There are many things we don't know, and many things we would wish to know. But every time our understanding, through the aid of science, has received a small push forwards, a pale anxiety moves through the congregation. They fear that God may be made ill of it, that he may die, that Christianity may dissolve, Christianity which is meant to protect us from knowledge. One fears that a ray of light may penetrate the darkness which one buries oneself in so that one does not have to see.
To put it in other words: One fears losing one's father, fears growing up, fears having to take up the struggle of life in all seriousness and on one's own account and risk. And one fears dying. Therefore the Father will live for eternity, he will assist when things go wrong, or when danger arises, and after death one will come to him and be with him. An exemplary compromise between the bitter experience and the desperate wish.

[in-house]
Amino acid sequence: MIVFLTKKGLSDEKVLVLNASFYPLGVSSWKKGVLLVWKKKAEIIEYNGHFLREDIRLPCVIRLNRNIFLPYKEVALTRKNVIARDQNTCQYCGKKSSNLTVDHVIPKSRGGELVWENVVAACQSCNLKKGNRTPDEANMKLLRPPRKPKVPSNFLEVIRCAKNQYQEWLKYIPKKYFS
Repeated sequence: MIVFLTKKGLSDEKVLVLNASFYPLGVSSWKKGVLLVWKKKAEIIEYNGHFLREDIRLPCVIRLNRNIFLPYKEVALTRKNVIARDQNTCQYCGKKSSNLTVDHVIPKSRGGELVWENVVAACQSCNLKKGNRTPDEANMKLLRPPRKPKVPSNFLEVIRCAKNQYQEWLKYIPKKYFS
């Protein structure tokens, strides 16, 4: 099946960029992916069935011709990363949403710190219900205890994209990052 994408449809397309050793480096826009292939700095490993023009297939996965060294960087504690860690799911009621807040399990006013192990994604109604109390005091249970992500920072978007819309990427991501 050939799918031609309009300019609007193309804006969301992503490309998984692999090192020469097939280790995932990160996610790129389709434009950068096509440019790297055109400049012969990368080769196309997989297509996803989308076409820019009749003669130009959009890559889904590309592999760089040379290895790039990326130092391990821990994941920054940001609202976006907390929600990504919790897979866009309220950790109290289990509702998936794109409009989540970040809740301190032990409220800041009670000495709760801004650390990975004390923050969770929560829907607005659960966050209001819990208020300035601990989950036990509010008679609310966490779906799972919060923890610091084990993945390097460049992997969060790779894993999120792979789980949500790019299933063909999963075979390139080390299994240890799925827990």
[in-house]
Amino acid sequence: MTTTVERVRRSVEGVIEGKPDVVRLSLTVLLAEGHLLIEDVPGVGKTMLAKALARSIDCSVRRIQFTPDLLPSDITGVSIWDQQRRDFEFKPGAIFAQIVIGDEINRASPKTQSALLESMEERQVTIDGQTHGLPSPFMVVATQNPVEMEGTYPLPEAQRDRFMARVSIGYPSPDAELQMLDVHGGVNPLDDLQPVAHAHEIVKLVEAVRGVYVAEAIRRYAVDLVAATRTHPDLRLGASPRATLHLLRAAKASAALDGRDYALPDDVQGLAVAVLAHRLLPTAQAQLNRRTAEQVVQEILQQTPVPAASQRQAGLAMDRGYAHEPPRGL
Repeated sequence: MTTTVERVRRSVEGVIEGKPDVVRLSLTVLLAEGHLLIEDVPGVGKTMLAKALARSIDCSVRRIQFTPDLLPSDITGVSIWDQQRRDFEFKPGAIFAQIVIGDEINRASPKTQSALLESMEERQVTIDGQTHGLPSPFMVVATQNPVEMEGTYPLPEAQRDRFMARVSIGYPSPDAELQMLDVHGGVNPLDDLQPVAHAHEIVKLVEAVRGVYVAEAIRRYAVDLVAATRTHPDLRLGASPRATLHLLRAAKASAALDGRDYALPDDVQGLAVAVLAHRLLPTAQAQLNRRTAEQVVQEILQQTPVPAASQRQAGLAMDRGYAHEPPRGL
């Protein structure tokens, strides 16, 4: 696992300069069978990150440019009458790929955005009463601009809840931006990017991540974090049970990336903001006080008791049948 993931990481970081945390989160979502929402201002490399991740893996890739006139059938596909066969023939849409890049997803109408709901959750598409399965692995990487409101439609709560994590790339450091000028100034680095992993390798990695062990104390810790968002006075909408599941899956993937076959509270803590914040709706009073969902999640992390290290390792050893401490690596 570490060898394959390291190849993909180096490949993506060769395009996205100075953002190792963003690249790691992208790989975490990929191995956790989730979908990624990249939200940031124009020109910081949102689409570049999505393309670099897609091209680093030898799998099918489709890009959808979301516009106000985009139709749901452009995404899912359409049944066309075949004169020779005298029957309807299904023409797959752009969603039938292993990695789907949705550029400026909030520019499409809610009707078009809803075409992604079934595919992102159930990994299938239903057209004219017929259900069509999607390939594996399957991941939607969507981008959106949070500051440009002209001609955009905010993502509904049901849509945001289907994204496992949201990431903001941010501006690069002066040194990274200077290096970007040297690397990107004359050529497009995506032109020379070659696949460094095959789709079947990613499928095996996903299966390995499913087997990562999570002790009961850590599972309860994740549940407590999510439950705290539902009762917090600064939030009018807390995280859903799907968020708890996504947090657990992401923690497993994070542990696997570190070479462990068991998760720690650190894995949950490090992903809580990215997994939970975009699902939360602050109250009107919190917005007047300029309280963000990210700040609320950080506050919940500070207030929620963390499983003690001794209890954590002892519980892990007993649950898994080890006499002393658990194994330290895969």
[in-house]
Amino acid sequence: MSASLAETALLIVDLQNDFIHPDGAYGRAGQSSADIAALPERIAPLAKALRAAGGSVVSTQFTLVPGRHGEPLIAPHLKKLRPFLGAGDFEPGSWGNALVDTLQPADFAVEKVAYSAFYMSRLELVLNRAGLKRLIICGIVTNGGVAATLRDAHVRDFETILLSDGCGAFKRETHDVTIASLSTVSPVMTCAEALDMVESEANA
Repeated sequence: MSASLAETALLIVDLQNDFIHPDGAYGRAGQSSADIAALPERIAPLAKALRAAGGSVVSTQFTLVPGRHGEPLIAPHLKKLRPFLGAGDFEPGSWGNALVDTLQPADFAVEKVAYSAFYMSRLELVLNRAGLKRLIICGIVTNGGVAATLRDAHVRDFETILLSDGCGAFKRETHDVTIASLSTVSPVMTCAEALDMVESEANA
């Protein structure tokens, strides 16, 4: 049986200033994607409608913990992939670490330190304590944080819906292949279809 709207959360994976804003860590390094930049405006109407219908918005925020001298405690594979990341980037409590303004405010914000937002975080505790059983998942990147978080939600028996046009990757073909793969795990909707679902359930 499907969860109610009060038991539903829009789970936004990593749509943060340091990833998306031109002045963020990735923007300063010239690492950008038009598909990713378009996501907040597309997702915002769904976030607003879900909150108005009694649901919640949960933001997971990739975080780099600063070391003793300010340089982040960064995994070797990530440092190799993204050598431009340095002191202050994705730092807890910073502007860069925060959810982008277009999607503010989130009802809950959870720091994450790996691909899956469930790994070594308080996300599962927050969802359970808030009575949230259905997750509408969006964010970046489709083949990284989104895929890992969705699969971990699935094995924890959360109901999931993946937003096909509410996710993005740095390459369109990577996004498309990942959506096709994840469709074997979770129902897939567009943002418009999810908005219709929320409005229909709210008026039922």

Arnulf Øverland, Christianity - the Tenth Plague, 1933.
The entire speech can be read in Norwegian here, and in English here.
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